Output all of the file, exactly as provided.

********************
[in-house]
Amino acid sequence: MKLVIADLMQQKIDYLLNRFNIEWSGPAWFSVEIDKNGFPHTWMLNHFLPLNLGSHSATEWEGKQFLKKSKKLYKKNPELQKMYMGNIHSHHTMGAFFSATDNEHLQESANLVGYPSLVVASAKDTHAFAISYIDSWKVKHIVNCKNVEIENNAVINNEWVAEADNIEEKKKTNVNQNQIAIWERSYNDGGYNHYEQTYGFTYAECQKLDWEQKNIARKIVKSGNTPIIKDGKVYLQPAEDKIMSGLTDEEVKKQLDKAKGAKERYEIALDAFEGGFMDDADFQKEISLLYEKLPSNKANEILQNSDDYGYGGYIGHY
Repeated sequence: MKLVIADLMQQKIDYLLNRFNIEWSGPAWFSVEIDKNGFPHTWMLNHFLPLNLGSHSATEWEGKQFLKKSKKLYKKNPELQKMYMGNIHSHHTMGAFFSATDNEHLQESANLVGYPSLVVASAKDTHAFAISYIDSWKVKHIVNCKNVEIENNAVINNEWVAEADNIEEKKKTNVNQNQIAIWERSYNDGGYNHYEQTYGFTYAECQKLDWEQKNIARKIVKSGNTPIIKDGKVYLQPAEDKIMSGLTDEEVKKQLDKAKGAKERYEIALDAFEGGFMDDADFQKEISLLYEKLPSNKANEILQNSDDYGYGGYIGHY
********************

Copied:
[in-house]
Amino acid sequence: MKLVIADLMQQKIDYLLNRFNIEWSGPAWFSVEIDKNGFPHTWMLNHFLPLNLGSHSATEWEGKQFLKKSKKLYKKNPELQKMYMGNIHSHHTMGAFFSATDNEHLQESANLVGYPSLVVASAKDTHAFAISYIDSWKVKHIVNCKNVEIENNAVINNEWVAEADNIEEKKKTNVNQNQIAIWERSYNDGGYNHYEQTYGFTYAECQKLDWEQKNIARKIVKSGNTPIIKDGKVYLQPAEDKIMSGLTDEEVKKQLDKAKGAKERYEIALDAFEGGFMDDADFQKEISLLYEKLPSNKANEILQNSDDYGYGGYIGHY
Repeated sequence: MKLVIADLMQQKIDYLLNRFNIEWSGPAWFSVEIDKNGFPHTWMLNHFLPLNLGSHSATEWEGKQFLKKSKKLYKKNPELQKMYMGNIHSHHTMGAFFSATDNEHLQESANLVGYPSLVVASAKDTHAFAISYIDSWKVKHIVNCKNVEIENNAVINNEWVAEADNIEEKKKTNVNQNQIAIWERSYNDGGYNHYEQTYGFTYAECQKLDWEQKNIARKIVKSGNTPIIKDGKVYLQPAEDKIMSGLTDEEVKKQLDKAKGAKERYEIALDAFEGGFMDDADFQKEISLLYEKLPSNKANEILQNSDDYGYGGYIGHY